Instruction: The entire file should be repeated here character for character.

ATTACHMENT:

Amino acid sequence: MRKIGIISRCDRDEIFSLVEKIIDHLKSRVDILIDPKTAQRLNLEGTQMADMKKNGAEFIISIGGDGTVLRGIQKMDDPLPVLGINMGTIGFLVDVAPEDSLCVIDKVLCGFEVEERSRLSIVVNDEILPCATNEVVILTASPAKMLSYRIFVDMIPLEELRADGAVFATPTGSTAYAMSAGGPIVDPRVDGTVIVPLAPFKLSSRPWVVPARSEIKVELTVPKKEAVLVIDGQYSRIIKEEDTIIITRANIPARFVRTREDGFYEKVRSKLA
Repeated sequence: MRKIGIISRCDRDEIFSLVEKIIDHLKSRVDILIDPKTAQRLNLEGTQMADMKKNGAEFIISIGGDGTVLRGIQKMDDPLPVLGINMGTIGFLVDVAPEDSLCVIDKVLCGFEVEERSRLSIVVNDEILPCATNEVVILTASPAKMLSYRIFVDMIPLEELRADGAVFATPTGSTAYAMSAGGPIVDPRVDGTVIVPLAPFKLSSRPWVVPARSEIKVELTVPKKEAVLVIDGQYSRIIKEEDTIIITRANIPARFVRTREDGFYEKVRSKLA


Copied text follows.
Amino acid sequence: MRKIGIISRCDRDEIFSLVEKIIDHLKSRVDILIDPKTAQRLNLEGTQMADMKKNGAEFIISIGGDGTVLRGIQKMDDPLPVLGINMGTIGFLVDVAPEDSLCVIDKVLCGFEVEERSRLSIVVNDEILPCATNEVVILTASPAKMLSYRIFVDMIPLEELRADGAVFATPTGSTAYAMSAGGPIVDPRVDGTVIVPLAPFKLSSRPWVVPARSEIKVELTVPKKEAVLVIDGQYSRIIKEEDTIIITRANIPARFVRTREDGFYEKVRSKLA
Repeated sequence: MRKIGIISRCDRDEIFSLVEKIIDHLKSRVDILIDPKTAQRLNLEGTQMADMKKNGAEFIISIGGDGTVLRGIQKMDDPLPVLGINMGTIGFLVDVAPEDSLCVIDKVLCGFEVEERSRLSIVVNDEILPCATNEVVILTASPAKMLSYRIFVDMIPLEELRADGAVFATPTGSTAYAMSAGGPIVDPRVDGTVIVPLAPFKLSSRPWVVPARSEIKVELTVPKKEAVLVIDGQYSRIIKEEDTIIITRANIPARFVRTREDGFYEKVRSKLA